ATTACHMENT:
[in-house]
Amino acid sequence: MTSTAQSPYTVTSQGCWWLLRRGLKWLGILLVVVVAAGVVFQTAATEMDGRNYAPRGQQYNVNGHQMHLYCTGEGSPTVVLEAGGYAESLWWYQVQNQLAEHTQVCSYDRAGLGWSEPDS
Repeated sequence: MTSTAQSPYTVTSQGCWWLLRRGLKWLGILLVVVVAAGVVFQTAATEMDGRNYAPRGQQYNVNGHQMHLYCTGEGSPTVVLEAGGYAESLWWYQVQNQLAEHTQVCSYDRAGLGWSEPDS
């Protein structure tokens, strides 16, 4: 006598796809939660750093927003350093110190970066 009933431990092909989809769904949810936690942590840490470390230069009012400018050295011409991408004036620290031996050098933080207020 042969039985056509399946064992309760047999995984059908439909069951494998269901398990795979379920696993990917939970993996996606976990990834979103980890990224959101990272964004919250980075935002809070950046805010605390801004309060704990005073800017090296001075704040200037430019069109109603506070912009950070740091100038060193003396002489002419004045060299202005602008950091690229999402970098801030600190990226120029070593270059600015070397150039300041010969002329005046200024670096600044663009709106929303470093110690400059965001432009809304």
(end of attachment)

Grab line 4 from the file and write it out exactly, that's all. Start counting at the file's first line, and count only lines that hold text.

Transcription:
């Protein structure tokens, strides 16, 4: 006598796809939660750093927003350093110190970066 009933431990092909989809769904949810936690942590840490470390230069009012400018050295011409991408004036620290031996050098933080207020 042969039985056509399946064992309760047999995984059908439909069951494998269901398990795979379920696993990917939970993996996606976990990834979103980890990224959101990272964004919250980075935002809070950046805010605390801004309060704990005073800017090296001075704040200037430019069109109603506070912009950070740091100038060193003396002489002419004045060299202005602008950091690229999402970098801030600190990226120029070593270059600015070397150039300041010969002329005046200024670096600044663009709106929303470093110690400059965001432009809304």